You are using an outdated browser.
Please upgrade your browser
and improve your visit to our site.
Skip Navigation
Pride vs. Proud

How to Stop Neo-Nazis From Crashing Pride Month

The far right is mobilizing against LGBTQ events. But activists are getting ready as well.

Children sit, listening to a picture book being read.
Irfan Khan/Los Angeles Times/Getty Images
Drag queens Kelly K (left) and Scalene OnixXx read a storybook at Drag Queen Story Hour at Cellar Door Bookstore on April 29 in Riverside, California.

On May 20, members of neo-Nazi groups took up positions outside the Country Bookshelf in Bozeman, Montana—an intimidation tactic meant to disrupt the Drag Story Hour taking place there. Mostly masked, members of groups like White Lives Matter and their associates held a white banner reading, “PEDOPHILES NOT WELCOME.” Another sign read “QUEERS HURT WHITE KIDS.” The Drag Story Hour in Bozeman was the second one the neo-Nazis had hit that day—simultaneously a familiar scene that has played out across the country and an escalation of an already dangerous trend.

Something is different this Pride season. Last year saw a significant increase in far-right violence targeting queer and trans communities, and this year, state legislative sessions have targeted the same communities—with bans on drag introduced in at least 16 states. The neo-Nazis, white supremacists, and other violent groups taking aim at drag events now believe they have the force of the law behind them. But this year, in the face of this undeniable rise in fascist street violence, more of the communities under threat are ready.

Livingston and Bozeman offer an example of this. Based on online chatter, people expected the neo-Nazis to try to intimidate the Drag Story Hour hosted by the Livingston Pride Coalition on May 20. Livingston had prepared, with city manager Grant Gager issuing a statement a few days earlier that the city had received reports from “state and regional law enforcement” that people “displeased with the content of the event” were to be expected, “some possibly armed.” Event organizers asked the community to come out and offer their support to the youth attending story hour. Backed by police, Gager ordered that all protests in Livingston were to be restricted to the parking lot of City Hall. That did not stop the neo-Nazis from gathering in front of Wheatgrass Books in Livingston. In fact, those neo-Nazis then went on to Bozeman to disrupt another Drag Story Hour event—which was a surprise to some in Bozeman.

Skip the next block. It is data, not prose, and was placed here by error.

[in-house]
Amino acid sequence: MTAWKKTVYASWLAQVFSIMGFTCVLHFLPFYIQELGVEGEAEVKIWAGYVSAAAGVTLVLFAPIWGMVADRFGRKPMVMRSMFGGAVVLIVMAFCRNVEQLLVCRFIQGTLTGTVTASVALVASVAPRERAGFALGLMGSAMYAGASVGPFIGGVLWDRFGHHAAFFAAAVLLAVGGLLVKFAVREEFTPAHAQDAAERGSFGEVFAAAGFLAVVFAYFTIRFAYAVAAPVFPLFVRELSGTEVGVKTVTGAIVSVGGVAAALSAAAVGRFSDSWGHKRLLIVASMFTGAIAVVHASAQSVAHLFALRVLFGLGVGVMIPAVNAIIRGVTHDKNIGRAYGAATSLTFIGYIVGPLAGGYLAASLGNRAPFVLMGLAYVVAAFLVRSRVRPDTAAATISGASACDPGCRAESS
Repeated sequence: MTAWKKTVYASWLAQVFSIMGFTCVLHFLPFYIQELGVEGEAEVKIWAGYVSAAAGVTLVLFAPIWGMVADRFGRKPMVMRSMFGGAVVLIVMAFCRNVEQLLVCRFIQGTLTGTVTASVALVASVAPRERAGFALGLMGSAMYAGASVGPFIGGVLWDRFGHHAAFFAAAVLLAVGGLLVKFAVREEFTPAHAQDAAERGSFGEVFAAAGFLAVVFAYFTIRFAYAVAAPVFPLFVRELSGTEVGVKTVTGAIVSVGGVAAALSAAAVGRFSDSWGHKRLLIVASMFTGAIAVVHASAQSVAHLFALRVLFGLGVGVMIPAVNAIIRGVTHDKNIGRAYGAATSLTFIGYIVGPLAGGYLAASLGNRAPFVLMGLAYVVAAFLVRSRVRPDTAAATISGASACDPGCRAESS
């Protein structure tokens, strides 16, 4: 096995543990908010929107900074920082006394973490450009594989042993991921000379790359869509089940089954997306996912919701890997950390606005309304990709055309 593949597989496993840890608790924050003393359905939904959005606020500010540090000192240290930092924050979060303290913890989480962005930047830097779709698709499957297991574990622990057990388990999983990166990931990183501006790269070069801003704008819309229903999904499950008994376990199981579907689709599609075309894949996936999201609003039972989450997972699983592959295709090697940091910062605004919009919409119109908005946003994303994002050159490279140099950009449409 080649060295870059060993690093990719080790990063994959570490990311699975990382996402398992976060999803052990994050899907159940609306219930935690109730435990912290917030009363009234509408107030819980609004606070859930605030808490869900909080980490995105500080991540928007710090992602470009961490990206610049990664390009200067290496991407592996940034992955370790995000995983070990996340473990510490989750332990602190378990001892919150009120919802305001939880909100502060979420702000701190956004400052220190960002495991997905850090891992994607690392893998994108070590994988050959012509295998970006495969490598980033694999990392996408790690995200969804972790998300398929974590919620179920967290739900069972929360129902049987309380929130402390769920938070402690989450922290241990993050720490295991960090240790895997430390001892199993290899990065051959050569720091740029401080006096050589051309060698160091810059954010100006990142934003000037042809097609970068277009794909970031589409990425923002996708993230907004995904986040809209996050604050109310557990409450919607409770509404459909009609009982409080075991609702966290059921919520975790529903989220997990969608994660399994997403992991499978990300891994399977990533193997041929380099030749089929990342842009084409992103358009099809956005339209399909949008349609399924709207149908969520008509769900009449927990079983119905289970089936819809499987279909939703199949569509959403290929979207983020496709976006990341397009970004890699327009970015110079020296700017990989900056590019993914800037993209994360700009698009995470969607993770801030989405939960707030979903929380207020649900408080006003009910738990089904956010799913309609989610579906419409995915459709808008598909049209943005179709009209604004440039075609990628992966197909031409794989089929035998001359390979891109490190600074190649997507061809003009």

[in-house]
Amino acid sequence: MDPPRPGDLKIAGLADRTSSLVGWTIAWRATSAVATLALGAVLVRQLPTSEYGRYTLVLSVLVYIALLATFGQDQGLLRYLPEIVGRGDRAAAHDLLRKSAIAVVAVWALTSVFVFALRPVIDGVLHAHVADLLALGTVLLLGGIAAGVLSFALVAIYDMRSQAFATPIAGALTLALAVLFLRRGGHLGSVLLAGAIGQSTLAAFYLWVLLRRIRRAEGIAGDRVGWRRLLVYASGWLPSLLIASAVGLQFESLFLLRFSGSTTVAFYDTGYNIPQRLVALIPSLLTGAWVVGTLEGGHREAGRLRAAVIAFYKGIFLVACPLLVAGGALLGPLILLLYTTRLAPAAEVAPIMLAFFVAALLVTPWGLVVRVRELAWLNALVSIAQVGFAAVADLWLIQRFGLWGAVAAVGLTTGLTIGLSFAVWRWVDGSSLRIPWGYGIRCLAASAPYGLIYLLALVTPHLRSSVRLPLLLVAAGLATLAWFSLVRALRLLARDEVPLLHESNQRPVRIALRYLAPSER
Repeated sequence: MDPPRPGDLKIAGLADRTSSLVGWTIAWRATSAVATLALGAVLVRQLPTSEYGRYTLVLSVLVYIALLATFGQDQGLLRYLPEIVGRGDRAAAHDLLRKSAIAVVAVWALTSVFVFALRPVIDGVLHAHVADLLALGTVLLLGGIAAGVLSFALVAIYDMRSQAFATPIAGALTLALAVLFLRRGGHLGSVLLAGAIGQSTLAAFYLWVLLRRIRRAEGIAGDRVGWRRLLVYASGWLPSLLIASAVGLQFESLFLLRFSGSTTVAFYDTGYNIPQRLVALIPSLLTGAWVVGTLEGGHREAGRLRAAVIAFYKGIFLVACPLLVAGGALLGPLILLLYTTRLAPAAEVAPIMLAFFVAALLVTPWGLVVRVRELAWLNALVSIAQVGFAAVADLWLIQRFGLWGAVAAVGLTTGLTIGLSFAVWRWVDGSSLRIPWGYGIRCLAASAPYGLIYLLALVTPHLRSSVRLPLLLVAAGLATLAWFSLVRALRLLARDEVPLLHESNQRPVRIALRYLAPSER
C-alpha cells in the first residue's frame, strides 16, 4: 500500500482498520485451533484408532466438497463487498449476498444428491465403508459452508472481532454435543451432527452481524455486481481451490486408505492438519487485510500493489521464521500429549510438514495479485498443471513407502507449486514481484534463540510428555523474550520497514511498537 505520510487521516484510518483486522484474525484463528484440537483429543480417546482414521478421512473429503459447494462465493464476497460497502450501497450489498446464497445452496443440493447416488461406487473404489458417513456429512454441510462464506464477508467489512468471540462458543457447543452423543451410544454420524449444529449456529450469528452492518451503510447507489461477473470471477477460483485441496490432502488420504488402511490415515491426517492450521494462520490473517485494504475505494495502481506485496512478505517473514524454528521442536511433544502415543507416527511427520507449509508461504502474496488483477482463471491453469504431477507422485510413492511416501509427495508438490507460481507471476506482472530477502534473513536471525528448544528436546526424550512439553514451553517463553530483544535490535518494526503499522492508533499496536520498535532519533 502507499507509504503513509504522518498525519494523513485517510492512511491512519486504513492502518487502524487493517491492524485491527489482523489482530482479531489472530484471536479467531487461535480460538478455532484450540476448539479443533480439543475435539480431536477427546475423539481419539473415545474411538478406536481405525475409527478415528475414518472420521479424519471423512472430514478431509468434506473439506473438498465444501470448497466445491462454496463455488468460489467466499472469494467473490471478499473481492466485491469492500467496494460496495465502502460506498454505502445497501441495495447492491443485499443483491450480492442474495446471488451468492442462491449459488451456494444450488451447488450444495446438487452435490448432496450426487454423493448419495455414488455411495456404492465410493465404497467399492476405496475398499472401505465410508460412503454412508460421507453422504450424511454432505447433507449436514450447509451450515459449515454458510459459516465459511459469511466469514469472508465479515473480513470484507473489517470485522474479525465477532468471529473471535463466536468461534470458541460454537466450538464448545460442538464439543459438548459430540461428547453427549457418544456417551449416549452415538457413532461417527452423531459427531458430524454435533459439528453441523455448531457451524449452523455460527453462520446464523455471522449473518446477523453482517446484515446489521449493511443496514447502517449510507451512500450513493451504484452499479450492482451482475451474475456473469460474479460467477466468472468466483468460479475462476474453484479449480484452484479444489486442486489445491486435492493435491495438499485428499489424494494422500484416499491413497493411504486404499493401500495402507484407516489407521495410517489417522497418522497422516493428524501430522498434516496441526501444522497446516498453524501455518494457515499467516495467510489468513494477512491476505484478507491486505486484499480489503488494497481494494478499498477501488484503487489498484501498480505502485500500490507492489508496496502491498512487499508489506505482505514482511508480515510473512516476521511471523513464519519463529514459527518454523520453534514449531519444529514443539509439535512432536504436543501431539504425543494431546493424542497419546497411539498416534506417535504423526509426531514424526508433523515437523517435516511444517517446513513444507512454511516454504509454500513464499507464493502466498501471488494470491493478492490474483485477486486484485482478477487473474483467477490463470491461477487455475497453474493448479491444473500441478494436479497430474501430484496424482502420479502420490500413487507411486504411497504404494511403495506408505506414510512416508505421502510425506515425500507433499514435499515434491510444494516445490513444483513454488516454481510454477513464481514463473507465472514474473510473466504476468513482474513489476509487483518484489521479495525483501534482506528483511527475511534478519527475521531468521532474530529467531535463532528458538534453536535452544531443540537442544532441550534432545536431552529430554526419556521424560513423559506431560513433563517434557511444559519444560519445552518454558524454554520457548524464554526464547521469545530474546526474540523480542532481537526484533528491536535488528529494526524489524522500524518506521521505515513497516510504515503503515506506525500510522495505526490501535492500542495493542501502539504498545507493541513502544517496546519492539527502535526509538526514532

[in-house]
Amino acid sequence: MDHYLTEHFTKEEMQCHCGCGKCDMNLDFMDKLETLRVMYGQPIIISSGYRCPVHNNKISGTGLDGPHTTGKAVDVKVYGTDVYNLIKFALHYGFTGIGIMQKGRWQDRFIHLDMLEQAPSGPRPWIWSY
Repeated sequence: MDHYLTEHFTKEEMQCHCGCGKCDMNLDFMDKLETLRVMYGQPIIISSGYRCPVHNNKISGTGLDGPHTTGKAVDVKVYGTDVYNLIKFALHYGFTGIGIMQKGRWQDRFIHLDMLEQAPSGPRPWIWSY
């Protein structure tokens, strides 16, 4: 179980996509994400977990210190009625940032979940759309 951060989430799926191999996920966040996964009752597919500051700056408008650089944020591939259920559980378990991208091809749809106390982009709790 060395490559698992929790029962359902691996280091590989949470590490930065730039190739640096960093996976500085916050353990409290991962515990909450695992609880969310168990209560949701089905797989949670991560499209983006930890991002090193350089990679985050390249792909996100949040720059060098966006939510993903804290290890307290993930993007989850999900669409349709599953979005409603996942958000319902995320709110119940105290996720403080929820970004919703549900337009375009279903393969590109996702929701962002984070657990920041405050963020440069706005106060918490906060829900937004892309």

Inside the Country Bookstore in Bozeman that day, Adria L. Jawort, director of Indigenous Transilience, was preparing to read a story to the kids in attendance for Drag Story Hour. Before this, Jawort had wondered, she wrote, “what’d it’d be like to share art while Nazis and white nationalists were spreading hate just outside a venue—admiring the bravery of drag queens who’d gone right on ahead and combatted such hate by sharing the magic of literature while wearing colorful, fun costumes and attire—now here I was.” She could hear the sound of the white supremacists’ bullhorn outside as the reading began.

The bullhorn did not drone on for long, however. The neo-Nazi groups were soon surrounded and easily outnumbered by Bozeman community members, defusing the intended menace with a dance party. The Drag Story Hour proceeded without interruption, and the neo-Nazis took off—as they had in Livingston, their second defeat of the day—but not before assaulting a passerby who had asked one of them for a flier and, in response, got pepper-sprayed in his left eye.

Given the trend in recent years, it is looking like attacks on Pride and on queer and trans communities may further escalate in 2023. In 2022, there were at least 174 anti-LGBTQ+ incidents in the United States, according to data released this February by the Armed Conflict Location and Event Data Project, or ACLED; as compared to 2021, such mobilizations on the far right had spread to more states, and LGBTQ+ events were increasingly their focus. “Far-right militias and militant social movements like the Proud Boys and Patriot Front have increased their engagement in anti-LGBT+ demonstrations by over three times this year, from 16 events in 2021 to 52 events as of mid-November 2022,” an earlier 2022 ACLED report stated. Extremism experts are concerned these groups’ expansion and intensification of harassment and violence will continue in 2023. “We are seeing just a singular focus on LGBTQ people,” Heidi Bierich, co-founder of the Global Project Against Hate and Extremism, told Insider this month. “And I don’t see how we don’t end up having more violence next month.”

Echoing the far-right rhetoric about drag as “grooming” and “sexualizing” children spread at such events, some state lawmakers have demanded that any drag performance that a child might see must be outlawed, some even backing such bans before returning this year to their first legislative sessions after Pride. So far in 2023, drag bans have passed in a number of state legislatures, including in Florida (now subject to a First Amendment challenge in U.S. district court), Tennessee (temporarily blocked by a federal judge, pending a legal challenge), Texas (where a ban is expected to be signed by the governor shortly), Arizona (where a ban is expected to pass, and Governor Katie Hobbs is expected to veto it), and Montana—where a drag ban was signed and went into effect immediately on May 22.

Now Pride events in some states are being denied venues or have been canceled altogether. Sometimes this goes far beyond what supporters of these bans claimed to be banning. Earlier this year, Arkansas passed a law that originally would have banned all drag but was modified and was regarded as safely excluding drag shows. Still, Arkansas venues hosting events during Pride have specifically canceled any drag performances that could be attended by minors, including drag story hours. One venue cited “safety concerns” following “charged nationwide political conversations around drag and minors that many times [result] in divisive and dangerous rhetoric.” Even before Florida Governor Ron DeSantis signed a drag ban into law on May 17, some Pride events in the state, in St. Cloud, Tampa, and Port St. Lucie, had in anticipation of the ban canceled altogether.